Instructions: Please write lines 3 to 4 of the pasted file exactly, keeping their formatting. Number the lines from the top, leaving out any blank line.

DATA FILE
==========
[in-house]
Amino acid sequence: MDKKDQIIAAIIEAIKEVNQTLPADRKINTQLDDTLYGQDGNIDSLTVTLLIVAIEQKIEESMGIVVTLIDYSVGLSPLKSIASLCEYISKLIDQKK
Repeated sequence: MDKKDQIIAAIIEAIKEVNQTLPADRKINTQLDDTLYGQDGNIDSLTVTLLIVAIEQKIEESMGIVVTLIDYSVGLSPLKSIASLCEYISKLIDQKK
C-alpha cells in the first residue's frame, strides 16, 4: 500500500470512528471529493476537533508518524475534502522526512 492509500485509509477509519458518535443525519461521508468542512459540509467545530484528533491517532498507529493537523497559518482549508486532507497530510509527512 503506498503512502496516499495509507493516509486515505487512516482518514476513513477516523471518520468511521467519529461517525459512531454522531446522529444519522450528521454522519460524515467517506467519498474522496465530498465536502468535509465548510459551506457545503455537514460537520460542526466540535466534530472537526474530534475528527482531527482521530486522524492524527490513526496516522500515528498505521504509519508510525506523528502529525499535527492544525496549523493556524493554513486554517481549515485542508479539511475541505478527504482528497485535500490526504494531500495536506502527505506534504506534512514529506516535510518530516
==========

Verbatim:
Repeated sequence: MDKKDQIIAAIIEAIKEVNQTLPADRKINTQLDDTLYGQDGNIDSLTVTLLIVAIEQKIEESMGIVVTLIDYSVGLSPLKSIASLCEYISKLIDQKK
C-alpha cells in the first residue's frame, strides 16, 4: 500500500470512528471529493476537533508518524475534502522526512 492509500485509509477509519458518535443525519461521508468542512459540509467545530484528533491517532498507529493537523497559518482549508486532507497530510509527512 503506498503512502496516499495509507493516509486515505487512516482518514476513513477516523471518520468511521467519529461517525459512531454522531446522529444519522450528521454522519460524515467517506467519498474522496465530498465536502468535509465548510459551506457545503455537514460537520460542526466540535466534530472537526474530534475528527482531527482521530486522524492524527490513526496516522500515528498505521504509519508510525506523528502529525499535527492544525496549523493556524493554513486554517481549515485542508479539511475541505478527504482528497485535500490526504494531500495536506502527505506534504506534512514529506516535510518530516